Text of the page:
Latest posts by Chris Marchand (see all)
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By Chris Marchand
After months of waiting in the wings, former Kenora MP Bob Nault has been given the nod from his party to stage his return to politics.
With former provincial NDP leader Howard Hampton announcing his intentions to run federally in the riding late last week, the stage is set for a most interesting clash of veteran political personalities aiming to unseat the Conservative incumbent and federal cabinet minister Greg Rickford in October.
Nault says the Harper government has distinguished itself, like no other government before them, by their lack of regard for those who do not agree with their policies.
“I’m having a real tough time with Members of Parliament who talk about their ‘base’ as somehow the only thing that’s important,” he said. “I like to believe that I run to represent everybody in the North and not spend too much time thinking about who voted for or against me in elections. The approach of this government is either you’re with us, or you’re against us. It’s going to be interesting on the part of the local MP who’s going to have to defend that.”
Nault says he believes the economy, or the poor state thereof, will be the defining issue of the 2015 campaign.
“It will be the economy, or how badly we’re faring in the North and how far we’re falling behind,” he said. “Certainly when you look at 12.6 per cent unemployment in the north and probably 15 to 17 per cent for youth, I think the economy and what our vision for where we want to go will be very important to Northerners.
Health care and its mounting struggles in the region is sure to become an issue of note, Nault says.
“It’s always been a struggle and it’s getting worse simply because the cutbacks from the federal government are trickling down and the province is having its own difficulties with its budget,” he said. “These cutbacks affect all of us and our health care has always been sensitive to manage because of our small communities, travel costs, and not always having the doctors.”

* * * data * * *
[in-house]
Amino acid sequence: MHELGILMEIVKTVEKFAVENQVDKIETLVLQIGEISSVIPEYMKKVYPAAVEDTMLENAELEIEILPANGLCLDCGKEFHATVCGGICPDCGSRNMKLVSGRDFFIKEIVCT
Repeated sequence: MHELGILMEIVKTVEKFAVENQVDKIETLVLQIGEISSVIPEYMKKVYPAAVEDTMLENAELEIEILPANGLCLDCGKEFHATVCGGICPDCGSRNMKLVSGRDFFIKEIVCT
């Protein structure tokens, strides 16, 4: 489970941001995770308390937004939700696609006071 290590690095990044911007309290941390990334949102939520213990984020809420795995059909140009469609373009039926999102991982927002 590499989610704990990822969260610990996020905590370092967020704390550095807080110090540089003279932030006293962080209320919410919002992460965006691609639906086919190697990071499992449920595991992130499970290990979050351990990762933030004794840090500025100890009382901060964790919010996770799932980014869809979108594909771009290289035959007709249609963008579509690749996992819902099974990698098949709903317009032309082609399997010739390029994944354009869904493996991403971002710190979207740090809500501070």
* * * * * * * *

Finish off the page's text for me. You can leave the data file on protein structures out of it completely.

Intrinsically tied to the region’s economy is another part of what Nault believes will be a front and centre issue — the relationship with First Nations.
“The present government has not done a very good job of building this relationship, in fact has frozen capital expenditures,” he said. “That has a huge impact on the non-native communities. They are falling behind as far as the Far North is concerned as well.”
As a former Minister of Indian Affairs (1999-2003), Nault says he emerged both proud and very opinionated about his work on the challenging federal file.
“There’s a lot of people who understand my strong position of the need to move beyond the Indian Act,” he said. “We can not build an economy for First Nations with the present system as it stands. I may have gotten a lot of pushback when I was bringing forward legislation to improve governance structures, but I’m probably the minister on record who’s negotiated more self-government agreements than anybody. When I first got elected in 1988, no First Nation in Treaty 9 had any sewer or water, now they all do. There were a lot of good things happening in the communities under my watch and I’ll be able to point to that.”